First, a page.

Then a young black woman who I also don’t remember ever really noticing before steps up and calmly talks to Kenya, asking if she really feels good about putting herself between a mob and the gun room for a white sheriff who left her alone in a town going to hell, who reserves the plum assignments for Jason Stackhouse, a white boy with less experience “and a quarter of your I.Q.” Kenya gets another close-up, chews this over, and turns on a dime, telling the townspeople to help themselves. Kenya gets a whole season’s worth of character development t and role reversals in this one scene, and when Adilyn expresses her displeasure over her betrayal by hitting her with a blast of pink faerie light that blows her against the wall, she even gets in some stunt work. This is followed by a scene that’s like a Piers Morgan nightmare: the gibbering, idiot townspeople get their hands on the guns and lose their minds from the feeling of lethal power in their hands, cackling and shooting up the joint. I’m no gun fancier myself, but this liberal fever dream is so crude and over-the-top that it’s a little embarrassing. After all, the male heroes on this show—Bill, Eric, and Alcide—get into violent, physically dangerous situations all the time, and the idea of any of them getting a gun never comes up, not because they’re philosophically opposed to killing, but because they can usually just rip their enemies’ heads off with their bare hands.
Luckily, Arlene and Holly aren’t just sitting around the basement at Fangtasia, watching their vampire captors tear through the supply of Redshirts and waiting to be rescued. They have a cunning plan. Arlene has recognized one of the vampires, Betty, as one of her old schoolteachers, and “she recognized me, too. She was going to pick me, but then saw me, and she picked Belinda instead.” There’s a lesson worth waking the kids up to hear: make a good impression on your school teachers, you never know when it’ll pay off. Sucks to be Belinda, though. Arlene tells Holly, “I did not survive four lousy husbands, a serial killer boyfriend, and the sordid suicide of my love, Terry, to die in the dingy basement of a vampire bar.” I waited for her to say something about how her other love broke her heart by faking his own death for her own protection and then the bad guys came after her anyway, but then I remembered that was on “Person of Interest.” (Carrie Preston: a Little Nell for our times, with a henna rinse.)
Betty agrees to help Arlene and Holly sneak away while the other vamps are asleep. But first, she needs to feed. She tells Arlene that she should bite her in the femoral artery, because then, if the other vampires catch them, they won’t see the bite marks and know something’s up. The viewer knows the real reason is so she can stick her head between Arlene’s legs and suck away noisily, because, again, “queer legacy,” but she can’t very well say that. She does it, though, and then, she, well, blackens and liquefies, melting into a puddle of nasty-looking goo. If that’s a metaphor for something, it’s very important to me that I never figure out what.
Meanwhile, Andy, Sookie, and the rest of the Bon Temps chapter of the Scooby Gang have arrived at their destination and found it to be a ghost town. They wander through empty streets full of boarded-up houses, with messages such as “PRAY FOR US SINNERS NOW AND AT THE HOUR OF OUR DEATHS” and “S.O.S.” painted on the walls and rooftops. It has the elements of a really creepy scene, but it’s partly spoiled by how fresh and shiny everything looks; abandoned towns full of eerie messages are more unsettling when it looks as if the elements have been at work there. It also doesn’t help that one of the messages reads “FEMA SAVE US,” and that Sam flat-out says that he never would have believed that “our government would leave us for dead.” The Katrina analogy would work much better if it were allowed to invade the viewers’ consciousness subliminally, instead of pounding it in with a sledgehammer. (Though there is a great moment when Jason eats a piece of pizza that’s sitting on the kitchen table in an empty house and announces, “Two and a half days.”)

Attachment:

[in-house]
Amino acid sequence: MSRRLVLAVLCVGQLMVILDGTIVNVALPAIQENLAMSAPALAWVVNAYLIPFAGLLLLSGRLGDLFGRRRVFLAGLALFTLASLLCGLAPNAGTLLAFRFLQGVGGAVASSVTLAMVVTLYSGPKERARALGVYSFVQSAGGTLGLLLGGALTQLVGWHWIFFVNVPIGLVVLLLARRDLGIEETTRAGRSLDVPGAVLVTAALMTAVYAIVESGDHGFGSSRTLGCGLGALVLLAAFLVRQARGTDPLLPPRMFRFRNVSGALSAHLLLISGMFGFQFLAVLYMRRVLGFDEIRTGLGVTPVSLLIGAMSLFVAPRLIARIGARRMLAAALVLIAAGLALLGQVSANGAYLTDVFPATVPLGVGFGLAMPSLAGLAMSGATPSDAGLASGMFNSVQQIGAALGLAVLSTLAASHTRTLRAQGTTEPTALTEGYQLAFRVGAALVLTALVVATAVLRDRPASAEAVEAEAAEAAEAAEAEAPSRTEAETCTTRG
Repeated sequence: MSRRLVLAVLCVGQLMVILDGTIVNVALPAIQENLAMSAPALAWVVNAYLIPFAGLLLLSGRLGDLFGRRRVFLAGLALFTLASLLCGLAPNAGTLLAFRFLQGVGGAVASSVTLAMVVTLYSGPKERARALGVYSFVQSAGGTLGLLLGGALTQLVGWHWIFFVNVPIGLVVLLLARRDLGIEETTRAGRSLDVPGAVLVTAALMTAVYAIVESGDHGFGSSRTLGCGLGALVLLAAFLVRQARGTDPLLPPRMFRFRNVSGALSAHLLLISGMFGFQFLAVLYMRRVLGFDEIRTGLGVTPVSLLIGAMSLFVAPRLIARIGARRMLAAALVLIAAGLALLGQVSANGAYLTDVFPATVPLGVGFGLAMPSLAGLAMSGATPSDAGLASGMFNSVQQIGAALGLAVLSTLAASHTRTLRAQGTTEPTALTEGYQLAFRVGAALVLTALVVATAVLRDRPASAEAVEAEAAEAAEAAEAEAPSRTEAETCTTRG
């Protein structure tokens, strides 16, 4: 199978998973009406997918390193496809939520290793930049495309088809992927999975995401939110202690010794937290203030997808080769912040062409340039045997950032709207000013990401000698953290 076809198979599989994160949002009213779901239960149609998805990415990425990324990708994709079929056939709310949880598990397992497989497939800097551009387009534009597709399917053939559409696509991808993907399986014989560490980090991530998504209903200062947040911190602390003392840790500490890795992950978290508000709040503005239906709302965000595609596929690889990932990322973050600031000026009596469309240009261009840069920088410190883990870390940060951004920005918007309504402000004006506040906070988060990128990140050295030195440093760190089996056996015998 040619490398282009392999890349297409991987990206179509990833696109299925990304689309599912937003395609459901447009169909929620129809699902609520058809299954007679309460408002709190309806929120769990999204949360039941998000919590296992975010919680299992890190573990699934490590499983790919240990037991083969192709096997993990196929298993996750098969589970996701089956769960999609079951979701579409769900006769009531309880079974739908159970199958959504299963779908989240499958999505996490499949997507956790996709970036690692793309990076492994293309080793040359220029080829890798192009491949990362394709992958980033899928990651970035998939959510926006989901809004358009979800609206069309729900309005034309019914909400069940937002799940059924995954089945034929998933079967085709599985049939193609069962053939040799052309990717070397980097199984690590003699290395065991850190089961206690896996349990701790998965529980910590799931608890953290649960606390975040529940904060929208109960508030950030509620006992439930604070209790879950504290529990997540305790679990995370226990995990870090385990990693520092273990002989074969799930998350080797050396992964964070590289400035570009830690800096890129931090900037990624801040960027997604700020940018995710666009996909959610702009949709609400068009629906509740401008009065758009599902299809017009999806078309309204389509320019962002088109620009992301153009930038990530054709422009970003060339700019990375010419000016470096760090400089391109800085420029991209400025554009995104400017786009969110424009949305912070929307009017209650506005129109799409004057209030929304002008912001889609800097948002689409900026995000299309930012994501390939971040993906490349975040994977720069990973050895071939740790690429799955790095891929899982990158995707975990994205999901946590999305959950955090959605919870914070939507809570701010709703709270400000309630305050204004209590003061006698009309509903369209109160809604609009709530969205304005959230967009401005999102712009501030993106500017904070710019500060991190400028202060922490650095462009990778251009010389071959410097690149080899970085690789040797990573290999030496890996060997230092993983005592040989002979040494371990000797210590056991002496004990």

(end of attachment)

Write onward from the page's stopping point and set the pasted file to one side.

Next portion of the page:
There’s a tug of war going on inside this show, between its honest impulse to reward long-term viewers with some time spent with their favorite characters, and a showboating urge to be seen as making powerful statements about big, real-world events. It’s most palpable in the string of reunion scenes that wrap up the episode. Tara’s death has been a windfall for her mother, Lettie Mae, in terms of screen time, but most of her scenes haven’t been much fun. Since her vampire bodyguard, Willa, allowed her to drink her blood for its healing properties, she’s been conversing with her dead daughter, and finally presses her hand against a hot skillet as an excuse to get another taste. (When she interrupts Willa’s slumber, Willa hisses, throws her against a wall, and begins throttling her, then says, “I am so sorry, I’ve never been woken up before.”) This gives her a vision of Tara hanging on a cross with an enormous CGI snake wrapped around her. Is Lettie Mae having religious visions, as she seems to believe, or the hallucinations of a drug addict?
It’s hard to say, and not that easy to care; Adina Porter, who plays Lettie Mae, works like a saint, but addiction and religious nuttiness are two subjects that this show has already worked to the nub. Love that refuses to die is another subject that it has ridden around the block a few times, but it may have a little life left in it. Before leaving the ghost town, Sookie finds a diary by a woman who loved and lost a vampire, and who recounts how things spiraled out of control with the infected vampire population in St. Alice. The diarist’s tale of forbidden love causes Sookie to flash back to happier times for herself, Bill, and this show, and that night, after gently deflecting Alcide’s advances, she goes to see Bill, to ask if he would still sense it if she were in danger. Meanwhile, Pam has found Eric, in France, sitting in a house looking dissolute and depressed and acting like a fang tease. (A young lovely walks past Pam as she enters, complaining that the handsome man has no interest in drinking her blood.) “True Blood” is choking on metaphor glut, and it can keep its religious visions to itself, but it is still possible to get hooked wondering what these characters will say to each other after a long time apart.
Is Lettie Mae going nuts? Is Jason about to dump Violet and hop on the next plane to France? And how cheap are houses about to be going for in St. Alice? Which of these many new plot threads do you have pegged for a non-starter?